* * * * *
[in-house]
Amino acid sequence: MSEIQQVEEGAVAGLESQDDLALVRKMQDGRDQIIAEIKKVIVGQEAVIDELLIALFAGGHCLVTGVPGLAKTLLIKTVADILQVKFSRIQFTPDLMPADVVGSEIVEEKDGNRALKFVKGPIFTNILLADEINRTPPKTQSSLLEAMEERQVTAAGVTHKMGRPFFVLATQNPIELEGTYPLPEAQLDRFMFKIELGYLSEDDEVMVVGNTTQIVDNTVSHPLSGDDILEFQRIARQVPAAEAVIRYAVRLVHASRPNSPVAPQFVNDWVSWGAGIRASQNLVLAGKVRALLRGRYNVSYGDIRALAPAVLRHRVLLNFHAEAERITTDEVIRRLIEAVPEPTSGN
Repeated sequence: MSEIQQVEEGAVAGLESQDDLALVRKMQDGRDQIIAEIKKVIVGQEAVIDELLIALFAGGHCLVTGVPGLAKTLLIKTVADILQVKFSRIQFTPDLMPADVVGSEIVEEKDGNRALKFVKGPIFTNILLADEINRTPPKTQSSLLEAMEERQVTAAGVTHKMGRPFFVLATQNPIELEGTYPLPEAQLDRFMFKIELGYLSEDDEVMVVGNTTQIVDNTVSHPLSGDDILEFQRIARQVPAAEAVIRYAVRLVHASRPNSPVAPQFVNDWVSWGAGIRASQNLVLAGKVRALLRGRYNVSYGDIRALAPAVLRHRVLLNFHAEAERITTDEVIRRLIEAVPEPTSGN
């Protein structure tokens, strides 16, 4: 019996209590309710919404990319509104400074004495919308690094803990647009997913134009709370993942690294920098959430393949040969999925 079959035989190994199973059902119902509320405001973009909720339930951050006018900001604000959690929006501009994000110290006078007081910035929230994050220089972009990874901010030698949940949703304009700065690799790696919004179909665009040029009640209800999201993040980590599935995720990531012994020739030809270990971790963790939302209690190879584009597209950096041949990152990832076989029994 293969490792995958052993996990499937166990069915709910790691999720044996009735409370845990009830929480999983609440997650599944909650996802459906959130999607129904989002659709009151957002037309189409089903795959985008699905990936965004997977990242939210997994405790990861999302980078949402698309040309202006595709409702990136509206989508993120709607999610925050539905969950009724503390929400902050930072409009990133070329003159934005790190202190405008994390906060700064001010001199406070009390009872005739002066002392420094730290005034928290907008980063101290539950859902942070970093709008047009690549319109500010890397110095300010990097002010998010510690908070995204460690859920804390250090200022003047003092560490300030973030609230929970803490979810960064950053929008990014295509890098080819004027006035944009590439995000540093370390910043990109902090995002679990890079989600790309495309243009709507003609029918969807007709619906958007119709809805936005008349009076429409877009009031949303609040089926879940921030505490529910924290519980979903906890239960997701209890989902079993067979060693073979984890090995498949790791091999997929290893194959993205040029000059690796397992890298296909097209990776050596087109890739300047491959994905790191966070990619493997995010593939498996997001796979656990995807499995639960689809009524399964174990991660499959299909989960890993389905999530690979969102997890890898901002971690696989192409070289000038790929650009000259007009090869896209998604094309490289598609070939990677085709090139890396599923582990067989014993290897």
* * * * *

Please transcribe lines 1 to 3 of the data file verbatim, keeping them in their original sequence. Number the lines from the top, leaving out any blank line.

[in-house]
Amino acid sequence: MSEIQQVEEGAVAGLESQDDLALVRKMQDGRDQIIAEIKKVIVGQEAVIDELLIALFAGGHCLVTGVPGLAKTLLIKTVADILQVKFSRIQFTPDLMPADVVGSEIVEEKDGNRALKFVKGPIFTNILLADEINRTPPKTQSSLLEAMEERQVTAAGVTHKMGRPFFVLATQNPIELEGTYPLPEAQLDRFMFKIELGYLSEDDEVMVVGNTTQIVDNTVSHPLSGDDILEFQRIARQVPAAEAVIRYAVRLVHASRPNSPVAPQFVNDWVSWGAGIRASQNLVLAGKVRALLRGRYNVSYGDIRALAPAVLRHRVLLNFHAEAERITTDEVIRRLIEAVPEPTSGN
Repeated sequence: MSEIQQVEEGAVAGLESQDDLALVRKMQDGRDQIIAEIKKVIVGQEAVIDELLIALFAGGHCLVTGVPGLAKTLLIKTVADILQVKFSRIQFTPDLMPADVVGSEIVEEKDGNRALKFVKGPIFTNILLADEINRTPPKTQSSLLEAMEERQVTAAGVTHKMGRPFFVLATQNPIELEGTYPLPEAQLDRFMFKIELGYLSEDDEVMVVGNTTQIVDNTVSHPLSGDDILEFQRIARQVPAAEAVIRYAVRLVHASRPNSPVAPQFVNDWVSWGAGIRASQNLVLAGKVRALLRGRYNVSYGDIRALAPAVLRHRVLLNFHAEAERITTDEVIRRLIEAVPEPTSGN